I decided to follow the group, who traveled past the wooden deck into another structure where it was the home of someone famous: an artist of sorts, as paintings and the like hung, one even rested propped against a chair. Some of the things here looked to be made of wire metal and I found the entire thing curious, almost creepy. Sure enough, the flicker of spirits began to show through here. The crowd was fascinated, and I was ready to be careful, but then realized it was the same spirits I dealt with before: everyone will be fine. If anything, the dreary weather and the spiritual presence brought out a beauty to what I saw. A peal of lightning turned everything outside the windows monochromatic for half a minute and mirrors glinted with spiritual activity. And then the rain stopped and cleared away to a bright sky and the spiritual presence was no more.

Outside of the window was a street that was wet with rain but quickly drying away. I stepped out and walked the street. A 7-Eleven rested around the corner and I realized I was hungry for something, so I walked in. Inside was a pair of silent indian dudes who exuded all the rudeness expected of a pretentious french restaurant. I said hi, offered greetings, mentioned the weather, and they seemed to pay it little more attention than a slow, judging, gaze on me.

I gave up on it and figured to just get some food and leave. The hot dog machine and its condiments had been wrapped in foil, and I pulled it free to get what I wanted. Behind the foil of one was the rolling cooker that revealed several frankfurters that seemed smooshed against the rollers like they were pink sticks of dough. A tiny metal tub held a dollop of mustard and shreds of hot dog buns cut in half and left that way. The entire experience confused me and I asked one of them if there was a way I could get a bun since what's here is torn up.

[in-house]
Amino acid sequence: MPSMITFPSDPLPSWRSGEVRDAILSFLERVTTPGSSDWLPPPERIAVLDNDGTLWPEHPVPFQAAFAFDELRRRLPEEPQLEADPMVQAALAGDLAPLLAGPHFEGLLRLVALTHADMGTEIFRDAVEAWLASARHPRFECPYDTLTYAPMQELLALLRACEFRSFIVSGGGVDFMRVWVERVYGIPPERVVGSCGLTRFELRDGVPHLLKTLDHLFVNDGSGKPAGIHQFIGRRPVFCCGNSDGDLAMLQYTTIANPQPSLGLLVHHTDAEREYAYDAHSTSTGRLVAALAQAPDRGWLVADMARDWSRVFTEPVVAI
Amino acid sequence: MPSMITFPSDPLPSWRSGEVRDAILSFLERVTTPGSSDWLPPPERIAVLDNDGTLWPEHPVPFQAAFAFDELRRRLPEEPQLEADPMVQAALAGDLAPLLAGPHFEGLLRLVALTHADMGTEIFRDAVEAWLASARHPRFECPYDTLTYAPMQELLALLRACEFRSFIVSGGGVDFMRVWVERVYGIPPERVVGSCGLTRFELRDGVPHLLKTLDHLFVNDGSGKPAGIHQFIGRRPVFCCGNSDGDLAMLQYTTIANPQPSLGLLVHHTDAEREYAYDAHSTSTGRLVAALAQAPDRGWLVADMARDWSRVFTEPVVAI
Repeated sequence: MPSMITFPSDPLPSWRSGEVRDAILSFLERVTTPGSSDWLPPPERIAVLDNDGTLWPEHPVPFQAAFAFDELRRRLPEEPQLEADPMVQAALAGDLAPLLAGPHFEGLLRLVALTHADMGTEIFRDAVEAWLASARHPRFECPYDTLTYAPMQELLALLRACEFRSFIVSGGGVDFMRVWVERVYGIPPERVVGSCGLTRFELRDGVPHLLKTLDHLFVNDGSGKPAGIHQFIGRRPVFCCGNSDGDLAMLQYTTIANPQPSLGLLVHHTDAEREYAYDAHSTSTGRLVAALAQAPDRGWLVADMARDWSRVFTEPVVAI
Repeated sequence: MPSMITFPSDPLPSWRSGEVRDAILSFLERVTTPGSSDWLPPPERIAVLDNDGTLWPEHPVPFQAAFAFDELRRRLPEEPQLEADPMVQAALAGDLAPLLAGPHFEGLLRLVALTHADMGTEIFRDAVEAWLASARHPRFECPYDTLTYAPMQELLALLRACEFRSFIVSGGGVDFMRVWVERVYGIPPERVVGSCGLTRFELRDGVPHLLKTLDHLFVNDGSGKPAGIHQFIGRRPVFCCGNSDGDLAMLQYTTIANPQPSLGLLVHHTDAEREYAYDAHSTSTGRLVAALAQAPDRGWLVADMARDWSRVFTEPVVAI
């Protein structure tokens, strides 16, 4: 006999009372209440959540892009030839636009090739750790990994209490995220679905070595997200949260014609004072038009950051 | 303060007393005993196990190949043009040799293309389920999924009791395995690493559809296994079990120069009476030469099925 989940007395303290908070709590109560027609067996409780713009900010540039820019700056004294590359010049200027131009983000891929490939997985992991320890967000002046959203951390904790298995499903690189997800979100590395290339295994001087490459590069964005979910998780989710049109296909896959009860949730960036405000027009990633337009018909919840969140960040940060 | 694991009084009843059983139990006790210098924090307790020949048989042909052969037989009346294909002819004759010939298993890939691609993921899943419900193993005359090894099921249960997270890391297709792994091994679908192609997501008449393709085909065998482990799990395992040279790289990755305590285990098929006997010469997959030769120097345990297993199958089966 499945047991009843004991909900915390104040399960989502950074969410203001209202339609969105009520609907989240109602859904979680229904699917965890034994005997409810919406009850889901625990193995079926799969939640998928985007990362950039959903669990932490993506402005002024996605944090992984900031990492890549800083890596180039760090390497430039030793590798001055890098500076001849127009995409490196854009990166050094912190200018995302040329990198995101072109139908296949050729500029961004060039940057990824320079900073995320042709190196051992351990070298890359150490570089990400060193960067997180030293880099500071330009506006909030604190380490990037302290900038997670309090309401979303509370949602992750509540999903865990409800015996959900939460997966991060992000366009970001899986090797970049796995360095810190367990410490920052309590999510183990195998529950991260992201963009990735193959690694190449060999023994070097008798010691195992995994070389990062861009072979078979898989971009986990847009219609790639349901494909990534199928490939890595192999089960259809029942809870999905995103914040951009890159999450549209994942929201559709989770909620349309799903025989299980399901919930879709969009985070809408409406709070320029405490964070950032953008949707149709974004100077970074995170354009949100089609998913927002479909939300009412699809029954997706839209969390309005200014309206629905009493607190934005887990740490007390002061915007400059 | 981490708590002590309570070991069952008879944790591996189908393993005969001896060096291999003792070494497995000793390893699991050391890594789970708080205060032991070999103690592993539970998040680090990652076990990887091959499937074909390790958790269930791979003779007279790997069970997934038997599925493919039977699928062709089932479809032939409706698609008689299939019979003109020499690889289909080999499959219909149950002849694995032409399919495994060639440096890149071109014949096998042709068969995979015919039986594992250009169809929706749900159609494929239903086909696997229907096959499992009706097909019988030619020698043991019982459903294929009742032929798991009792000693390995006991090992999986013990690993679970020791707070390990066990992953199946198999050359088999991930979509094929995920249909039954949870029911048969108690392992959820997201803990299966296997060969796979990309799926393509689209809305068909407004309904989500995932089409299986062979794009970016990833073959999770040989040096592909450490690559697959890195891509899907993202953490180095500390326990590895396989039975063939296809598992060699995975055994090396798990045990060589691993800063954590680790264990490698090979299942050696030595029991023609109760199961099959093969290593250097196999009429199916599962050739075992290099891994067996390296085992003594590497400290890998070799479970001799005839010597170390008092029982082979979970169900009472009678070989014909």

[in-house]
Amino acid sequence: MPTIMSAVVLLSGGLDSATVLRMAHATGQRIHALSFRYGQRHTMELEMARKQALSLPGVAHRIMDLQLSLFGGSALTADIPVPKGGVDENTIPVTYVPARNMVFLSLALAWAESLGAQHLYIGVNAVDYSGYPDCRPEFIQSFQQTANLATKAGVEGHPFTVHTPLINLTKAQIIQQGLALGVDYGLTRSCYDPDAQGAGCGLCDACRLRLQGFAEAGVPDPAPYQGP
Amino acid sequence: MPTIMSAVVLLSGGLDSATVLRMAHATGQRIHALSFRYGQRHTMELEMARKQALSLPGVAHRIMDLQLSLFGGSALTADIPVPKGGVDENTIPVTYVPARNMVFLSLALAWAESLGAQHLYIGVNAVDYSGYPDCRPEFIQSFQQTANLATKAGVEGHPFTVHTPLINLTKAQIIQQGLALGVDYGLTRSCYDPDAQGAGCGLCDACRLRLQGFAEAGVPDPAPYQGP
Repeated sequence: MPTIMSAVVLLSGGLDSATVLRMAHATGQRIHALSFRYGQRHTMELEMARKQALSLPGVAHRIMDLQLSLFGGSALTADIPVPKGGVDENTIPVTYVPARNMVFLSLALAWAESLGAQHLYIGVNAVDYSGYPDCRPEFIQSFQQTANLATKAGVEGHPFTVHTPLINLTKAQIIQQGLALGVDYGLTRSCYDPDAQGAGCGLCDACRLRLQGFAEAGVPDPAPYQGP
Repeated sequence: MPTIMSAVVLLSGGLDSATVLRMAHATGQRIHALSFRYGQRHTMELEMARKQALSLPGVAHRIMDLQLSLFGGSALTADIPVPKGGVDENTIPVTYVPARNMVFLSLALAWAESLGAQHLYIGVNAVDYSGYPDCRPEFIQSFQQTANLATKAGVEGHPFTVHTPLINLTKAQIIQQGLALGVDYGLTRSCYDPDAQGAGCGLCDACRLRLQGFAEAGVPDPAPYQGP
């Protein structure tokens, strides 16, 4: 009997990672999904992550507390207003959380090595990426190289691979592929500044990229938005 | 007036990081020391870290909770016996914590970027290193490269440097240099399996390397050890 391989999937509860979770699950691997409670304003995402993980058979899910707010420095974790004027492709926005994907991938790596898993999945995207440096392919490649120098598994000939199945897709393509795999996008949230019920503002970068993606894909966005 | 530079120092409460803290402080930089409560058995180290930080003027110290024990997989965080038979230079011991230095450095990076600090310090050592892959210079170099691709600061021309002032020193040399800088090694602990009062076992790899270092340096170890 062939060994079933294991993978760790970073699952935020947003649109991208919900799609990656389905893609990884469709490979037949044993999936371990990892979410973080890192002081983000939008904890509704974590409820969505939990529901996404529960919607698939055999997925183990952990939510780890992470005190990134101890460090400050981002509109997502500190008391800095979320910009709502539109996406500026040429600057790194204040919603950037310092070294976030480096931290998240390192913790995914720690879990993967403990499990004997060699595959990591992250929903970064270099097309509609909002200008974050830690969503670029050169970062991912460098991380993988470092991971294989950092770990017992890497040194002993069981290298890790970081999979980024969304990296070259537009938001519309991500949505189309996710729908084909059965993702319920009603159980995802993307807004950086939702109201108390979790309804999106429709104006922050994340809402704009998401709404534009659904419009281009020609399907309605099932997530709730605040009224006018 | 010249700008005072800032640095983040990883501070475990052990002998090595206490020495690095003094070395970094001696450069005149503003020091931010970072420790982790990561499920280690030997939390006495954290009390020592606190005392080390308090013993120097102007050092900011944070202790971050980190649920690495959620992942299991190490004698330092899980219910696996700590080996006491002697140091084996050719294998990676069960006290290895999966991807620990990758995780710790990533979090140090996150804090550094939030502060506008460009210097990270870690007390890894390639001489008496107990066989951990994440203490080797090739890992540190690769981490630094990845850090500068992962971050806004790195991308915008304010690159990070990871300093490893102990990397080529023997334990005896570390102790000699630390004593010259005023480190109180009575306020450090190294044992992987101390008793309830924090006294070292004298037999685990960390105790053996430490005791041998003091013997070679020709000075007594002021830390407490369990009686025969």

When I mention this, one of them turns and immediately rushes over to inspect what happened. He then proceeds to chew me out and blame me for everything that has happened here and asks me why I would do something like this. I get more confused and try to correct him, but he does not listen and then tells me to get out or he'll call the cops. The exchange continues enough for me to lose my temper and snap back at him that it was his fault and that I wasn't running this store and that someone had decided to pack these things this way, all at the top of my lungs.

This finally shuts them up. I threaten them to call the police so I can show them how this is their mistake and how they're treating me like this. In my pure anger, I tell them about how I would never eat here, how I just wanted something to eat, how their service is terrible, and how they shouldn't even be running a store... the list goes on and I finally leave, but not before I think one of them breaks a window.

After that, I wake up.

Profile

zestypinto: (Default)
zestypinto

February 2014

S M T W T F S
      1
2345678
9101112131415
16171819202122
23 2425262728 

Syndicate

RSS Atom

Most Popular Tags

Style Credit

Expand Cut Tags

No cut tags
Page generated Sep. 22nd, 2017 11:46 am
Powered by Dreamwidth Studios